Wednesday, October 29, 2014

Writer Wednesday - Alison Watt

Alison Watt grew up in Victoria and nows live on Protection Island, Nanaimo, BC, where she and her husband have raised two children. She holds a BSc in Biology and an MFA in Creative Writing, and is represented by the Red Art Gallery in Victoria, BC. She says, "I am a painter who writes; I am a writer who paints. I am never sure exactly which comes first. Writing has been a way to express more accurately what I am drawn to express in the non-verbal language of painting. Both are equally important to me." I hope you enjoy the interview, and if you're a visual artist who would like to be interviewed yourself, please contact me!
Alison Watt artist writer

Who are you? I live on a small island (Protection Island) near Nanaimo, Vancouver Island. I have an MFA in Creative Writing from the University of British Columbia but my first degree was biology; my work is shaped by my ardour for the natural world. I am a writer who paints; I am a painter who writes.


Where can you be found online? Do you have a blog or other online receptacle for your work? I kept an illustrated travel blog a few years ago when my husband and I were sailing in the Pacific. That year my art practice, adapted to the gypsy sailing life, simplified to watercolours and a sketchbook. My writing became the infinite space, within the nutshell of the sailboat, I could retreat to. I worked on a novel and I wrote for my travel blog. I loved writing the personal essay, something I had never done much of before, due to the lack of publishing venues (unless you are David Sedaris).

I continue to keep a blog on my professional website. It is mostly about drawing, painting and teaching at home and in France. I have been teaching plein air in southwest France for the last few summers and have fallen deeply for its food, landscape and sensibilities.
French Doorway

Why do you write? I wrote my first book, The Last Island, because I wanted to tell the story of a formative “moment” in my life, a remarkable person (the young Quebecois woman I worked with on the seabird island, who later fell and died there) and the lyrical natural history of seabirds. My next book, a collection of poetry, Circadia simply emerged on its own volition, as poetry does. At that point I was in my 40’s; life seemed to be in fast forward, kids growing, parents dying; poetry was a way I netted life, examined it, and pinned it down. I was meeting at the time with an incredible group of older women writers in my city; they were nurturing mentors and ruthless editors.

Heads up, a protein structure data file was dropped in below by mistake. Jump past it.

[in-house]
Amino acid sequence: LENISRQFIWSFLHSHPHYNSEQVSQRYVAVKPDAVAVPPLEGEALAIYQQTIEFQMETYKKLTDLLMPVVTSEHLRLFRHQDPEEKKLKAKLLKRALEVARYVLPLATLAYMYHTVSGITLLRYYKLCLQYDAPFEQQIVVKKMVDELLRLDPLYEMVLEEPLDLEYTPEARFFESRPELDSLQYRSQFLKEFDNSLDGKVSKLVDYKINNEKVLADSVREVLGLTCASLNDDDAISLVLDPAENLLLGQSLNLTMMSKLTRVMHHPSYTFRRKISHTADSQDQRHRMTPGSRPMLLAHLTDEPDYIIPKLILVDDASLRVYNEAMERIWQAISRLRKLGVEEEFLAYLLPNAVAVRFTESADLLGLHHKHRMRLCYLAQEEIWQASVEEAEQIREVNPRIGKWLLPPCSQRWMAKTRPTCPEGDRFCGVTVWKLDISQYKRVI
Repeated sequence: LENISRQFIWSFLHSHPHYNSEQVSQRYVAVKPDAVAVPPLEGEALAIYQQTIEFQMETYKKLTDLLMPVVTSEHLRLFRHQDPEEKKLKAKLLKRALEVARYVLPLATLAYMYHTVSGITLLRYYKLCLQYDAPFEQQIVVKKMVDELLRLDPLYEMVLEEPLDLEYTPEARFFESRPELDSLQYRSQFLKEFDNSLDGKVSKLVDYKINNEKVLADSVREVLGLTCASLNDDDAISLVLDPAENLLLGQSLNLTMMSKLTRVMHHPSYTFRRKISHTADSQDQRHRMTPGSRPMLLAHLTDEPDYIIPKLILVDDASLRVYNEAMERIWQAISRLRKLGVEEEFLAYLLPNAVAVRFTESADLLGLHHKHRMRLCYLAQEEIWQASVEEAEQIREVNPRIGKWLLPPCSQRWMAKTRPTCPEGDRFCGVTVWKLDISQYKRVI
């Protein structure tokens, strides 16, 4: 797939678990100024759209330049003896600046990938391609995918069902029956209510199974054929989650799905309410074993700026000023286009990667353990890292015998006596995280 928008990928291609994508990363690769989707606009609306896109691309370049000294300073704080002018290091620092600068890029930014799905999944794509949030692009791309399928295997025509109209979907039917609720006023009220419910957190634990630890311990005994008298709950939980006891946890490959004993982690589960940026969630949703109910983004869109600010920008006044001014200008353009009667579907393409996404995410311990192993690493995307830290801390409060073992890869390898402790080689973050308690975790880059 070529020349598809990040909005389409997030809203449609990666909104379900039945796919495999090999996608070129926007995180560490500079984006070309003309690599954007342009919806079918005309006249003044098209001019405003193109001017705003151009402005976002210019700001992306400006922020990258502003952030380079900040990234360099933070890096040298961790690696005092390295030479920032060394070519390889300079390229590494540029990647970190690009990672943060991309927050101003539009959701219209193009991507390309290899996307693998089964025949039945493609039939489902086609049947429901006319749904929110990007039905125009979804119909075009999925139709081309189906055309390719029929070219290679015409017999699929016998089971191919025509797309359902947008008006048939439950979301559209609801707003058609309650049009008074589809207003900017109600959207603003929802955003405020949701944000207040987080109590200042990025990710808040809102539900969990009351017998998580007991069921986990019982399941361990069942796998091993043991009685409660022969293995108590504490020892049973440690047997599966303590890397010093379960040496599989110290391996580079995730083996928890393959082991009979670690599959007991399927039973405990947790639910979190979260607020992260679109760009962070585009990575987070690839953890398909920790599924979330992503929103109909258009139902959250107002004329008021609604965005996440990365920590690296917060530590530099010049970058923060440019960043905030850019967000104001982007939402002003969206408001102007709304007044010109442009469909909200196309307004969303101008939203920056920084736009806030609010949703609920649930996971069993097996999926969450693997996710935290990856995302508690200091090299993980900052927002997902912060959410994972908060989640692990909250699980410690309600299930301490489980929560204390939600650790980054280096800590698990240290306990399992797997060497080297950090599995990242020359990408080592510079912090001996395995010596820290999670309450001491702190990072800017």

But mostly, I write because creative work pushes itself to the surface and the artist has no choice but to release it.

Who inspires you? Different writers have inspired me at different times of my life. When I was studying biology, Annie Dillard’s Pilgrim at Tinker Creek was my bible, scribbled with my earnest marginalia. Sylvia Plath continues to be a poetic touchstone for me. The Canadian poet Don McKay’s homespun sophistication, the loving clarity of his gaze when focused on the natural world, inspires. My favourite novel is Laurence Durrell’s The Alexandria Quartet.

If you could have an all-expenses paid trip anywhere in the world, where would you go? As a young woman I was all about adventure; the places where I worked and travelled were the stuff of wild dreams: the Amazon, the Galapagos, the remote reaches of the British Columbia coast. Now my desire is to explore time, culture and art. I would love to stay in a city like Venice or Paris for months. True luxury would not be travel but pause, to step away from all of the deadlines and self-imposed striving and simply "be." But I suspect, like many artists, I might find it impossible to leave my work behind.


What is your favorite place on earth? My favourite place on earth is near where I live. Mitlenatch Island is a seabird colony, a park where I once spent a whole summer, working as a solitary naturalist. Now I spend one week every summer there with one of my oldest, dearest friends, as a volunteer warden. It is a tiny, wind swept, sun bleached hub of concentrated life (birds, whales, seals, otters) at the centre of the Salish Sea.

Mitlenatch Island
Mitlenatch Island

Anything else you'd like us to know? I know artist/writers whose work is very integrated. My own writing and painting often feel like they occupy different wings of my mind. I suspect though that they connect in a subconscious way: for instance, a friend pointed out to me that I began painting abstract after I began writing poetry. I am fascinated by how different genres feed each other in the work of other creative artists.

Monday, October 27, 2014

Songs I Like

Do you know that I generally don't like music? When I tell people that, it's as if I've said I don't like babies and also one of my hobbies is kicking puppies.

Sometimes if I'm driving, I listen to songs on the radio, though I usually prefer NPR. At times, I find myself listening to the soundtrack of my childhood—the Beatles, Simon & Garfunkel, Cat Stevens, a handful of others—on repeat. Sometimes I listen to hymns or classical music or chanting or Senegalese or Turkish or French music while I am working. I keep the volume very, very low.